Thursday, September 02, 2004

"The Point" Flunks Biology 101

In any number of past editorials, Mark Hyman has demonstrated an ignorance (either willful or by nature) of basic economic facts. The latest "Point" expands this know-nothingness to the realm of biology.

Pointing out that the Republicans have avoided talking directly about stem cell research, Hyman suggests (as if he was the first to think of it) that the whole controversy over stem cells could be avoided if more focus was put on stem cells harvested from umbilical cords rather than embryos. According to Hyman, there are merely three small differences between stem cells harvested from umbilical cords and embryonic stem cells:

Cord and embryonic stem cells are nearly identical with three exceptions: embryonic cells are theoretically able to clone new life. Creating life in the laboratory poses a huge ethical dilemma. Embryonic cells originate from a fetus -- enter the abortion debate. And lastly, lab researchers have not yet been successful in controlling cancerous growth within embryonic cells.

Let’s get out our red markers and begin correcting, shall we?

First, stem cells aren’t used to create “life.” Hyman’s wording suggests that such cells are used to create clones of some sort that are then harvested for their organs or other biological necessities. Theoretically, any number of human cell types could be used to “clone new life.” What makes embryonic stem cells unique is that they can develop into any specific type of human cell that there is: blood cells, nerve cells, brain cells, etc. By conflating stem cell research with cloning, Hyman introduces a red herring of Moby Dick proportion to the issue.

Second, embryonic stem cells do not originate “from a fetus.” As their name implies, they come from an embryo—an extremely undeveloped embryo at that (no more than a cluster of cells). A fetus is defined as an unborn organism at an advanced stage of development that clearly shows the characteristics of the full-grown organism. Stem cells are taken from embryos precisely because they have not begun to differentiate themselves into multiple kinds of cells and taking on the form of the full grown organism. This is either a mistake resulting from an ignorance of the basics of human development that most of us learn in 8th grade life science class, or an attempt to demonize stem cell research by conjuring up images of nearly fully formed babies being harvested from their mothers’ womb.

Finally, the ability of stem cells to reproduce themselves rapidly does raise the danger of cancerous growth, but Hyman implies that this has been an insurmountable problem in stem cell research. While the possibility of stem cells mutating into cancerous cells is an acknowledged danger (as it is with any cultured tissue), this hasn’t been a non-starter in practice. In fact, a recent British study used stem cells to successfully treat rats without any malignant tumors. Hyman takes a theoretical problem and suggests it is an insurmountable practical obstacle.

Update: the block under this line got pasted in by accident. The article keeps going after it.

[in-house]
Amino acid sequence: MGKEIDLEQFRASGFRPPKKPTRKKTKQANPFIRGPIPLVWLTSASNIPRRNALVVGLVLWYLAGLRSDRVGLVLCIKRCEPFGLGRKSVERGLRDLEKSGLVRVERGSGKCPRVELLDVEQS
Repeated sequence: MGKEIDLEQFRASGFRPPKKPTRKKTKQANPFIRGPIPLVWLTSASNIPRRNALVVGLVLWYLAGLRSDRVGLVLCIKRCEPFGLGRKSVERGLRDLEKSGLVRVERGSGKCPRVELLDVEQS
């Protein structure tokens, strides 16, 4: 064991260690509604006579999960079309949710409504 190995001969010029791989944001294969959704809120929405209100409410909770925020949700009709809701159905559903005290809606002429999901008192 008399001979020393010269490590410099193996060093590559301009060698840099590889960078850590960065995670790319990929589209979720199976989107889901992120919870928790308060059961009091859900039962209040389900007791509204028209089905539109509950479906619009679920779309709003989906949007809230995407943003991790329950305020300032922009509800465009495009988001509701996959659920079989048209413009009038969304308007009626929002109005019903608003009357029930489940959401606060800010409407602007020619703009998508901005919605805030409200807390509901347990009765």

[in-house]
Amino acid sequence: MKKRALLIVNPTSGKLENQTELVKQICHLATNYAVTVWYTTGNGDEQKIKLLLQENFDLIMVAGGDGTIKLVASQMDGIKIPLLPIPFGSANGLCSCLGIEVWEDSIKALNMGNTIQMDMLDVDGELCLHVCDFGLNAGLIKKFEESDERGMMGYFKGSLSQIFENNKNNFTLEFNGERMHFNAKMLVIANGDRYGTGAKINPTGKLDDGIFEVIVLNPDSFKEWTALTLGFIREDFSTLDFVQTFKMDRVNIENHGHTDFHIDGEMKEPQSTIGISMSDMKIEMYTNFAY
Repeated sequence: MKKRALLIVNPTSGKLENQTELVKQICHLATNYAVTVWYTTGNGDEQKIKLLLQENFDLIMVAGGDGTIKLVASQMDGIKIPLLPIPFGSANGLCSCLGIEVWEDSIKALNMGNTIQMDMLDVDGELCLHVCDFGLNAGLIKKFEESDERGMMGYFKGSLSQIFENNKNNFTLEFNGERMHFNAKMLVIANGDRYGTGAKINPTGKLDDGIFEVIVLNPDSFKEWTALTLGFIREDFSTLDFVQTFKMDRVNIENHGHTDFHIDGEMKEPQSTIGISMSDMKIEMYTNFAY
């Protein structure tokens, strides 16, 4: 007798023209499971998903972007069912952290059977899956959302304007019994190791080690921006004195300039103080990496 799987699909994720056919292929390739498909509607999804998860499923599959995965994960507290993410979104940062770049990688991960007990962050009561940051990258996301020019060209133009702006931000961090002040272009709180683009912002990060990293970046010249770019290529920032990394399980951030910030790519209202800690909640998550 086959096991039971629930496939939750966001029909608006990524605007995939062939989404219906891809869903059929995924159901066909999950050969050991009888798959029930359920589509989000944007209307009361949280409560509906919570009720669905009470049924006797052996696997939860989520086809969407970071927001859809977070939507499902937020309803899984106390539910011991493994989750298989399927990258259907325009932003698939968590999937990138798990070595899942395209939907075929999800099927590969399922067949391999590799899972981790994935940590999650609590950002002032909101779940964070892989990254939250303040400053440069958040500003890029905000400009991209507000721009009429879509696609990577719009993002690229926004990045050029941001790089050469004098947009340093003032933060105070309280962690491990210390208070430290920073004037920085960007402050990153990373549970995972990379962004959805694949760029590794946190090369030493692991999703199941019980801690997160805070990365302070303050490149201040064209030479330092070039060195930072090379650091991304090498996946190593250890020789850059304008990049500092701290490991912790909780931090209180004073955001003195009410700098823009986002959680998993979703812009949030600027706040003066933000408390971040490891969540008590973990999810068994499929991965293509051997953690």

Certainly cordal stem cells are helping medicine in a great number of ways. As of now, the evidence suggests they do not have the ability of embryonic stem cells to become any other type of cell that might be needed for treatment, but the day might come when we find a way to use them in this way. It’s also true that embryonic stem cell research raises ethical issues that must be addressed seriously. The fact is that the embryos used for this process are almost all “left overs” from in-vitro fertilization procedures that cannot and will not ever become human. Without stem cell research, they will simply be thrown away. But this doesn’t mean that we shouldn’t discuss seriously the ethical ramifications of using embryos for medical purposes.

And this is exactly the issue with Hyman’s editorial. The problem is not his stance on embryonic stem cell research; it’s the cavalier way Hyman misstates the facts to support his position (although we should hardly be surprised at this by now). Reasonable arguments can be made on both sides, but if the dialog is to be productive, it must be conducted with at least a basic understanding of the facts at issue, as well as the honesty not to manipulate them simply for political purposes. This is an issue not only with Hyman’s editorial on this particular subject, but with much of the debate carried on by political officials and pundits on scientific issues: they’re simply too lazy and/or too ignorant to bother with understanding the issues they discuss. This leads to rhetoric and decision making based solely on politics rather than science (or ethics, for that matter), such as President Bush’s contortions in his decision to allow federal funding for research on some stem cell lines but not others (and Kerry’s a flip-flopper?).

The least we owe to each other is to talk about the most complex issues that face us in a way that honors the truth. But let’s not look to Mr. Hyman for this.

And that’s The Counterpoint.

For more information on stem cells, both embryonic and otherwise, see these links:


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